Learn More about UVA's Memorial to Enslaved Laborers

Posted: August 27, 2019, 1:06pm


The Memorial to Enslaved Laborers at the University of Virginia began with a student-led effort in 2010 and is a shining example of student self-governance. The memorial will acknowledge and honor the estimated 5,000 individuals who built and maintained the University—clearing land, molding and firing bricks, transporting quarried stone, fetching water, stacking wood, scrubbing fireplaces and windows, and completing daily chores for UVA students and professors.

For more than four decades, the entire University was a site of enslavement. Now, we’re confronting our past, uncovering new knowledge, and using that knowledge to teach, heal, and shape the future.

Please consider giving to the Memorial to Enslaved Laborers here. You can also read more about the UVA's $2.5 million matching fund for the memorial here.

Three Generations of Female Architects Seek to Bring More Women into the Profession

Posted: January 9, 2019, 12:00am


In architecture, the phenomenon is referred to simply as “the missing 32 percent.” The phrase is shorthand for the drop-off between the percentage of architecture students who are female – about 50 percent – and the percentage of licensed, practicing architects who are female – about 18 percent. The gap can be attributed to a number of factors, from architecture’s long history as a male-dominated profession to all-consuming workplace cultures that leave little flexibility for women expected to balance work and family. However, many at the University of Virginia – women and men – are working hard to close that gap, through their own achievements and through partnerships among students, alumni, faculty members and practicing architects. (READ MORE)

Source: UVA Today (Caroline Newman)

Work on Memorial to Enslaved Laborers Gets Underway

Posted: January 7, 2019, 12:00am


East of the Rotunda and Brooks Hall, a tall fence wrapped in green marks out an important construction project: the future Memorial to Enslaved Laborers at the University of Virginia. Conceived initially by students almost 10 years ago, the idea for a memorial was continued by the President’s Commission on Slavery and the University. A design team for the memorial engaged UVA and local communities in months of discussions as it developed the final concept, and the UVA Board of Visitors approved the recommendation for the memorial’s design and location in June 2017. (READ MORE)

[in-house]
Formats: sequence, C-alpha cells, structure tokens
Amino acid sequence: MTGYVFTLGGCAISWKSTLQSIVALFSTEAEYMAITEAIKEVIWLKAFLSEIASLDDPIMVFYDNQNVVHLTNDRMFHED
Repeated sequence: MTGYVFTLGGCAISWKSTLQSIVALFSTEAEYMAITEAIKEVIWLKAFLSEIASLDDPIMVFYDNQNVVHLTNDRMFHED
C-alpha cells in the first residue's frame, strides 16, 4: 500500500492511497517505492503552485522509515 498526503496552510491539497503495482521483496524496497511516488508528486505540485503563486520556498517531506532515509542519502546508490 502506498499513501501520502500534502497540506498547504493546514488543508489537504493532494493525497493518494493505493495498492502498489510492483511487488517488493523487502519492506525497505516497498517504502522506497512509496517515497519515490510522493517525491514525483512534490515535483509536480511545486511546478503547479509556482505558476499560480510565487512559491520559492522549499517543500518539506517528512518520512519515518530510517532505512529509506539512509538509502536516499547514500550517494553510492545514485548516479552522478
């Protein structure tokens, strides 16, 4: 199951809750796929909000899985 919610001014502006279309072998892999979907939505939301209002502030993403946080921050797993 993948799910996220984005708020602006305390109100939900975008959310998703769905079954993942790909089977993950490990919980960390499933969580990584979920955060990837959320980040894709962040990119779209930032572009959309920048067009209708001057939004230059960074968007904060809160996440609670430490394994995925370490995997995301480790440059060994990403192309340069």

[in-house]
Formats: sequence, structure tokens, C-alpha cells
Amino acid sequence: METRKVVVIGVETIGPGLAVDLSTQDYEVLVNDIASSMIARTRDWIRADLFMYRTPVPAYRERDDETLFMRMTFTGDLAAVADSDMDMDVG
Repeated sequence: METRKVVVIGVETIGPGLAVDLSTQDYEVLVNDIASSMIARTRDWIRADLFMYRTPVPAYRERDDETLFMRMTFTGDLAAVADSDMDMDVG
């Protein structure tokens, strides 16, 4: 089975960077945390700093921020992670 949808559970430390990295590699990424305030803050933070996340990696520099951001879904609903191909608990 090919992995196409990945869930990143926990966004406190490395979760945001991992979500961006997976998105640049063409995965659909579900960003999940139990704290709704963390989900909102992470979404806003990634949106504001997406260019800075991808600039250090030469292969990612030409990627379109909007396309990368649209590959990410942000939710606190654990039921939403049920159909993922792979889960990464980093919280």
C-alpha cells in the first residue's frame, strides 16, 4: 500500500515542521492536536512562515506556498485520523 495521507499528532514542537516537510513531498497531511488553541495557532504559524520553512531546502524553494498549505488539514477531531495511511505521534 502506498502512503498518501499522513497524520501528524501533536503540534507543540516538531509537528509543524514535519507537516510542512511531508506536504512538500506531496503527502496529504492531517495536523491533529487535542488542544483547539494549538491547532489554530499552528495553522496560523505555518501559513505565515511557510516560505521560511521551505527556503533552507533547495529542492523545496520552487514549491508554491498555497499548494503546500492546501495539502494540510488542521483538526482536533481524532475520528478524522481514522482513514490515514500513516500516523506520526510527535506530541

Source: UVA Today (Anne E. Bromley)

Community MLK Celebration to Feature White House Correspondent April Ryan

Posted: January 4, 2019, 12:00am


The University of Virginia and the local community will commemorate the life and legacy of the Rev. Martin Luther King Jr. with events planned from Jan. 19 to Feb. 1 under the theme “Women in the Movement.” April Ryan, the only black female reporter covering urban issues as a White House correspondent, will be the keynote speaker. She will give her address Jan. 30 at 6:30 p.m. at the Paramount Theater; a reception begins at 5:30. (READ MORE)

Source: UVA Today (Meghan Faulkner)


UVA Sets Early Action Application Record, Including Large Increases in Minority and First-Generation Applicants

Posted: November 19, 2018, 12:00am


The University of Virginia saw a record number of early action applications for the Class of 2023, including significant growth in applicants who are minorities or would be the first in their families to attend college. The deadline for early action applications was Nov. 1 According to preliminary data from the Office of Admission, the number of minority applicants increased by 24 percent, and the number of first-generation applicants increased by 18.6 percent. Included in the increase in minority applicants was a 32.5 percent rise in African-American applicants and a 21.9 percent bump in Hispanic applicants. (READ MORE)

Source: UVA Today (Whitelaw Reid)